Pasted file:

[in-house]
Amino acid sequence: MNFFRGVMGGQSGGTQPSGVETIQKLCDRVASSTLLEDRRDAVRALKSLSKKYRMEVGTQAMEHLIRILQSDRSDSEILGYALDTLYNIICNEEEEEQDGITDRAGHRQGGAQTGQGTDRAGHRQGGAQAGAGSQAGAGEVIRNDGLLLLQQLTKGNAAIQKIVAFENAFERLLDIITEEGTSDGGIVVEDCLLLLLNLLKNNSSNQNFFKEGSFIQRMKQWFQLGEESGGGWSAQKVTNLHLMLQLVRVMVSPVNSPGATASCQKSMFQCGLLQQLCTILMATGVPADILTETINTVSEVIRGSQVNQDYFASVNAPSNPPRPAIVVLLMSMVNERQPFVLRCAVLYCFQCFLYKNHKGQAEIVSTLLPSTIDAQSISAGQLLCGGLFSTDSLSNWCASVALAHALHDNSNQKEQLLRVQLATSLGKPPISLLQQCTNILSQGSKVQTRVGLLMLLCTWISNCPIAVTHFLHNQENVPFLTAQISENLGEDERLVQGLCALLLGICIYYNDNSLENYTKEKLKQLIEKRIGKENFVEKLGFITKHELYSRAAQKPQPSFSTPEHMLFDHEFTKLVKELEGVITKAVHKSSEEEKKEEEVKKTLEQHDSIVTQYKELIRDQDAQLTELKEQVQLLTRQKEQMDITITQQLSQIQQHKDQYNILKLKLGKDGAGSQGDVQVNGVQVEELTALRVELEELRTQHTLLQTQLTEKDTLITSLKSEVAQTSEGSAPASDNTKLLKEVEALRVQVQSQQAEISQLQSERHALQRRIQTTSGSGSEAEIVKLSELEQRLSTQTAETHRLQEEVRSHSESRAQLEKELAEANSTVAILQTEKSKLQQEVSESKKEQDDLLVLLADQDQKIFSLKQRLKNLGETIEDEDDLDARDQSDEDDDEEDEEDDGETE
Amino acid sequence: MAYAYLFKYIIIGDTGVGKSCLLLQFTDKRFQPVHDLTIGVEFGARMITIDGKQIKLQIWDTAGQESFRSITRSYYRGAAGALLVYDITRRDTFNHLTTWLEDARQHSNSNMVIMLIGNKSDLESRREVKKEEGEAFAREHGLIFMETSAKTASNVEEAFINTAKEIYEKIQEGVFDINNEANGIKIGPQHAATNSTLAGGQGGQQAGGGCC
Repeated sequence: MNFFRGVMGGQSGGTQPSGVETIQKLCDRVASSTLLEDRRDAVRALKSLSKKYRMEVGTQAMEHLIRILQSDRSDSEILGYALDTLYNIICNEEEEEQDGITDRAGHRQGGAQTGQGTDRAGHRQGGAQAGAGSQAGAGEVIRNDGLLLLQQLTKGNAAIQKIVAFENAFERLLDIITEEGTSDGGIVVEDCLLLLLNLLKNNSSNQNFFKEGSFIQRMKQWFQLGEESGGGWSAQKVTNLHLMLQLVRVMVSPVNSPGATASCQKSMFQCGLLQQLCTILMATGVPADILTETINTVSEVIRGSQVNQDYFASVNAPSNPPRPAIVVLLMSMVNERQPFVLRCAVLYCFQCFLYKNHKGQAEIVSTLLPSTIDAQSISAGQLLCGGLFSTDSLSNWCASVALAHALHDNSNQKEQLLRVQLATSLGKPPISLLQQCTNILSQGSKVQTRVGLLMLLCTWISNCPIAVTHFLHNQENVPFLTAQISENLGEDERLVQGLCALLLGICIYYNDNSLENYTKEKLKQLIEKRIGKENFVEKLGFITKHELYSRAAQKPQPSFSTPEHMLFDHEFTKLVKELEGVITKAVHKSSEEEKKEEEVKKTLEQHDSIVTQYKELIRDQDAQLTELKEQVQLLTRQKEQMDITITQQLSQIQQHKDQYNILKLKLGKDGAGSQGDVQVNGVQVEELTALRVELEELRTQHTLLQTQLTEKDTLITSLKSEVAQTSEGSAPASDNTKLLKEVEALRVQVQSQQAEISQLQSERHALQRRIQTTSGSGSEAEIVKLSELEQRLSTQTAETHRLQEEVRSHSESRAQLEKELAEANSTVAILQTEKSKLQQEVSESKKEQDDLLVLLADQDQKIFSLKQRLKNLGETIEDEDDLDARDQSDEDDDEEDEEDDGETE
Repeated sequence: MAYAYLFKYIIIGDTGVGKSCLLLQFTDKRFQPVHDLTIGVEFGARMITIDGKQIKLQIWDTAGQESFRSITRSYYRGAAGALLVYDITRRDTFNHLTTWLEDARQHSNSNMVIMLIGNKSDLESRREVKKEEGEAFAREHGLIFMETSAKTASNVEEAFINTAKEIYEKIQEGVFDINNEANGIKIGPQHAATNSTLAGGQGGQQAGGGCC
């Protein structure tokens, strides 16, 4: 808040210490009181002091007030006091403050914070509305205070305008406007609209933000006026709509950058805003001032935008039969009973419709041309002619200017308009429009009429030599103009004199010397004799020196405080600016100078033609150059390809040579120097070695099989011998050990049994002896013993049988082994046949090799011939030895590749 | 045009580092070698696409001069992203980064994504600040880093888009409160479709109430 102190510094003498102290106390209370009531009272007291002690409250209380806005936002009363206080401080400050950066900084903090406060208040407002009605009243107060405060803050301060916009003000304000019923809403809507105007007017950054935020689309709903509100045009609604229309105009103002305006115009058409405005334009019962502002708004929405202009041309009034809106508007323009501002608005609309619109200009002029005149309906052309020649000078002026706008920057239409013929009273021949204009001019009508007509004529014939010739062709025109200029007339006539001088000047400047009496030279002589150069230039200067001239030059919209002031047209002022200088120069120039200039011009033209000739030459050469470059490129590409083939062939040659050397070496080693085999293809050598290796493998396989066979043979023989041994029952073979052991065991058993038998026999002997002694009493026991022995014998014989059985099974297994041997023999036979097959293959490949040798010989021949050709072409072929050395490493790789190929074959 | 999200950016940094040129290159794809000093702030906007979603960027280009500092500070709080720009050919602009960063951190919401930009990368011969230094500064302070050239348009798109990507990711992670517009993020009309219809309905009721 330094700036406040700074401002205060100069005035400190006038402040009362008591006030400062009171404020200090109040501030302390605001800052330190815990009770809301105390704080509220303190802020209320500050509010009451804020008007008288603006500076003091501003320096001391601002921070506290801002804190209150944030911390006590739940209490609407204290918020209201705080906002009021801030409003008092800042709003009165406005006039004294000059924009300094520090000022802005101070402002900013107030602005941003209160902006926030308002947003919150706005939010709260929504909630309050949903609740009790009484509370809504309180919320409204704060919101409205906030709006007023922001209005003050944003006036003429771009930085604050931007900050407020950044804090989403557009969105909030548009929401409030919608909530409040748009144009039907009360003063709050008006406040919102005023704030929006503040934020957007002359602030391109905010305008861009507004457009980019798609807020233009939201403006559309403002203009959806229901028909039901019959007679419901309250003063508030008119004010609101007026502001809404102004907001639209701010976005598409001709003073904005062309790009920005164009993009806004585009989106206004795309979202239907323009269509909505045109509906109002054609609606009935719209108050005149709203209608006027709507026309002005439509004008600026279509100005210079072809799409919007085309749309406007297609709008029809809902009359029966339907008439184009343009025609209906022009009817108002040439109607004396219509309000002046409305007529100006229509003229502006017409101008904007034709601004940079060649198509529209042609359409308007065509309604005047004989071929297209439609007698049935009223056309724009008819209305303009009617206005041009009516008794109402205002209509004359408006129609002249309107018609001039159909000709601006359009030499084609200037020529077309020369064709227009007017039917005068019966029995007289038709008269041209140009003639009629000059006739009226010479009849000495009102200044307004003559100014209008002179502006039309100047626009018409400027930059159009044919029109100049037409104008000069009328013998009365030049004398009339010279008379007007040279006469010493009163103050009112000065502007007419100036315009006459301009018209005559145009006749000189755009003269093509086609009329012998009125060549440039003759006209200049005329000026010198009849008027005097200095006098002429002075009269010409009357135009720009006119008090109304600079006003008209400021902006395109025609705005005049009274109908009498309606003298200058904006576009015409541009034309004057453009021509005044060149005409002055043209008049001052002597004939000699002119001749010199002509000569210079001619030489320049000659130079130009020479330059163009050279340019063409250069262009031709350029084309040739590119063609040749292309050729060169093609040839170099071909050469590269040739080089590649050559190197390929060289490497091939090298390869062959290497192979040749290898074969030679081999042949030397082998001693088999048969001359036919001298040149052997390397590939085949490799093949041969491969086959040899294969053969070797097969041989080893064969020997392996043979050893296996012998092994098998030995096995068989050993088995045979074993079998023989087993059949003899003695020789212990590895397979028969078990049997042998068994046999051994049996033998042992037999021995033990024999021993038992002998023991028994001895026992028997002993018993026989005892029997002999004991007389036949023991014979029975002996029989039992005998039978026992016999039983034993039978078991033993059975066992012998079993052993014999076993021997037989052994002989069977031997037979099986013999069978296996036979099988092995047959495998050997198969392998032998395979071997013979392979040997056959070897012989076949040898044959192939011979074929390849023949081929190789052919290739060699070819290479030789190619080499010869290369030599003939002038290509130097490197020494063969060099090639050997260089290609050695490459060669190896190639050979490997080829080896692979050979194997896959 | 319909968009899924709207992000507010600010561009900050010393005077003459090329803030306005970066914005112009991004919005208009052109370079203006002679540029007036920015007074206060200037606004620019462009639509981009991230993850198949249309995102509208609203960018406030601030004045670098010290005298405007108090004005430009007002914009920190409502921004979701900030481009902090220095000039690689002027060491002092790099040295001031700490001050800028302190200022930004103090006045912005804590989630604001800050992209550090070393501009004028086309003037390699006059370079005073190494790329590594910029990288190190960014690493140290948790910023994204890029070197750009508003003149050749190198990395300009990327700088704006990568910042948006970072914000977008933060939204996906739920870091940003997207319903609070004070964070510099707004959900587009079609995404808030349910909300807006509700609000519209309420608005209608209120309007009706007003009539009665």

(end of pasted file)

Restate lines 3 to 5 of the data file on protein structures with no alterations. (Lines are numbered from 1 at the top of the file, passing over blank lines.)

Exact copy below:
Amino acid sequence: MAYAYLFKYIIIGDTGVGKSCLLLQFTDKRFQPVHDLTIGVEFGARMITIDGKQIKLQIWDTAGQESFRSITRSYYRGAAGALLVYDITRRDTFNHLTTWLEDARQHSNSNMVIMLIGNKSDLESRREVKKEEGEAFAREHGLIFMETSAKTASNVEEAFINTAKEIYEKIQEGVFDINNEANGIKIGPQHAATNSTLAGGQGGQQAGGGCC
Repeated sequence: MNFFRGVMGGQSGGTQPSGVETIQKLCDRVASSTLLEDRRDAVRALKSLSKKYRMEVGTQAMEHLIRILQSDRSDSEILGYALDTLYNIICNEEEEEQDGITDRAGHRQGGAQTGQGTDRAGHRQGGAQAGAGSQAGAGEVIRNDGLLLLQQLTKGNAAIQKIVAFENAFERLLDIITEEGTSDGGIVVEDCLLLLLNLLKNNSSNQNFFKEGSFIQRMKQWFQLGEESGGGWSAQKVTNLHLMLQLVRVMVSPVNSPGATASCQKSMFQCGLLQQLCTILMATGVPADILTETINTVSEVIRGSQVNQDYFASVNAPSNPPRPAIVVLLMSMVNERQPFVLRCAVLYCFQCFLYKNHKGQAEIVSTLLPSTIDAQSISAGQLLCGGLFSTDSLSNWCASVALAHALHDNSNQKEQLLRVQLATSLGKPPISLLQQCTNILSQGSKVQTRVGLLMLLCTWISNCPIAVTHFLHNQENVPFLTAQISENLGEDERLVQGLCALLLGICIYYNDNSLENYTKEKLKQLIEKRIGKENFVEKLGFITKHELYSRAAQKPQPSFSTPEHMLFDHEFTKLVKELEGVITKAVHKSSEEEKKEEEVKKTLEQHDSIVTQYKELIRDQDAQLTELKEQVQLLTRQKEQMDITITQQLSQIQQHKDQYNILKLKLGKDGAGSQGDVQVNGVQVEELTALRVELEELRTQHTLLQTQLTEKDTLITSLKSEVAQTSEGSAPASDNTKLLKEVEALRVQVQSQQAEISQLQSERHALQRRIQTTSGSGSEAEIVKLSELEQRLSTQTAETHRLQEEVRSHSESRAQLEKELAEANSTVAILQTEKSKLQQEVSESKKEQDDLLVLLADQDQKIFSLKQRLKNLGETIEDEDDLDARDQSDEDDDEEDEEDDGETE
Repeated sequence: MAYAYLFKYIIIGDTGVGKSCLLLQFTDKRFQPVHDLTIGVEFGARMITIDGKQIKLQIWDTAGQESFRSITRSYYRGAAGALLVYDITRRDTFNHLTTWLEDARQHSNSNMVIMLIGNKSDLESRREVKKEEGEAFAREHGLIFMETSAKTASNVEEAFINTAKEIYEKIQEGVFDINNEANGIKIGPQHAATNSTLAGGQGGQQAGGGCC